Countless strategy games have been getting big with social audiences this past year, with developers from Kabam to Playfish to Ngmoco now building them, and making lots of money in the process. Meanwhile, the long-promised Facebook version of Civilization, the best turn-based strategy series ever, has not materialized.
That’s about to change, according to a post today on Facebook from creator Sid Meier. The game is going into a closed alpha test on January 12, and it’s getting renamed from Civilization Network to Civilization World.
And there are a few more details starting to emerge, including how game-play will work and what the interface will look like. One thing that’s not clear is how it will monetize, which we’ll take some guesses about, below.
First, from Meier, today:
Why a name change you say? The name better reflects the main theme of the game; in Civ World you will be joining your friends to form nations, which will compete with other player-nations to rule the world. Civ World’s shaping up to be a really fun Facebook game, as well as another addictive Civilization experience.
The post goes on to explain that it needs groups of people playing against each other in order to help the developers test gameplay. It appears that each player will, as in all the past titles, still get their own civilization (so you and your friends won’t be sharing the responsibilities of Julius Caesar as Rome battles Montezuma, although that also sounds interesting).
Last October, Meier gave a few different details. From GameSpot: “According to Meier, Civilization Network will heavily feature multiplayer participation, with Facebook friends sharing technology and coordinating strategy in battles. Players’ friends will be able to participate in elections and help decide resource management, as well as assist in espionage or the construction of Wonders of the World.”
More, from the post:
Civ World games will have a well-defined beginning and end, each ending with a triumphant civilization and one person recognized as that game’s most prestigious player. Along the way, as you progress through the different eras of time, you’ll have the chance to win era victories as well. We want players to have both a final goal to work towards, as well as short-term objectives to achieve as they play. The trophies you unlock with your triumphs will carry over from game to game, and you can show them off in your throne room.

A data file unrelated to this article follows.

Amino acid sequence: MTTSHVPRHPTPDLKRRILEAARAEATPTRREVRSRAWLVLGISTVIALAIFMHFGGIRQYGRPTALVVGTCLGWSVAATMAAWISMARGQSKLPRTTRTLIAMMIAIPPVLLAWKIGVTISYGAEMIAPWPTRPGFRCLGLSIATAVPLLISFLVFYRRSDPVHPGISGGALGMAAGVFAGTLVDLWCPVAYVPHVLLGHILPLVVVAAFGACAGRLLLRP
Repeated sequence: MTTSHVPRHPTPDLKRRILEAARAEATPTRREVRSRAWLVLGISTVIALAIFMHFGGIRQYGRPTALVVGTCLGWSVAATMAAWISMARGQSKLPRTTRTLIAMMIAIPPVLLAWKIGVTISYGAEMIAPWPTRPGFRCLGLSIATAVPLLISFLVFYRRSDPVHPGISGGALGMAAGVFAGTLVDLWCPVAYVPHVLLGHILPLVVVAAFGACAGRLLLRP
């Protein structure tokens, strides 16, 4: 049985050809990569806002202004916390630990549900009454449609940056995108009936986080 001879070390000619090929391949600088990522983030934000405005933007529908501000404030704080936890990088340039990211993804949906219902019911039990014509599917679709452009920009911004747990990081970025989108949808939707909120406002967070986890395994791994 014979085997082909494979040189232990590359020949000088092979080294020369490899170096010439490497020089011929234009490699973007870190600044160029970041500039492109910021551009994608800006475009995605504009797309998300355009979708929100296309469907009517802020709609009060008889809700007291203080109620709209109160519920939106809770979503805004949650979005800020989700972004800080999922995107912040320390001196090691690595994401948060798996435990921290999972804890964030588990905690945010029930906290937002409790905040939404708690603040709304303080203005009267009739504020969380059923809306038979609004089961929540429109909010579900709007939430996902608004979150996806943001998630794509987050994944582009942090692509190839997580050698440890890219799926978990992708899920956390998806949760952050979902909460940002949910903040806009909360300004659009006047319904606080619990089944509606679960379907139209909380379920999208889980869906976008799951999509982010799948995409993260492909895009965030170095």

The Civilization franchise has already been using the achievements concept in its latest version, Civilization V, for players who buy and play the game through Steam. There are a variety of trophies you can win during game-play, that you can then see as you go from game to game. Given that Steam, a download that provides an integrated gaming platform for mostly hardcore gamers, is dwarfed by Facebook’s roughly 600 million users, we expect social achievements to carry far more weight in the new version. Achievements, after all, are a key way that all types of social game developers incentivize users to play for longer, and pay more.
On that note, Civ World still doesn’t have a clear way to monetize.
The game appears to be some sort of Facebook Connect integration on a stand-alone site rather than a canvas app, judging by the sign-up web page that’s currently online. Monetization could range from the subscription-based services seen in traditional games like World of Warcraft, but we expect the developers, Firaxis and 2kGames, to adopt key aspects of the free-to-play virtual goods model. That could mean simple things like letting users buy more gold in the game, purchase special units and buildings, or access new leaders and maps — similar to the DLCs that have been rolling out in recent months for Civ 5.
Another intriguing idea could be user-generated content. One of the highlights of Civ 5 has been the tightly-integrated opportunities for modding. Any (PC) user can download the SDK and alter nearly all aspects of the game. Perhaps Civ World will take a page from IMVU and other developers, and offer modding opportunities, and a marketplace for modders to sell their wares, and then split the revenue with them?
Finally, in terms of the interface, the graphics look relatively simple — at least judging from the background screenshots on the alpha site landing page. It’s more like the many of the other strategy games on Facebook today, such as Playfish’s My Empire, rather than the beautiful but computer-taxing interface of Civ 5. That’s not surprising, as the goal is to make sure that as many people as possible can play.
We’ll be covering as the game goes into testing, and competes against the many other social strategy games on Facebook.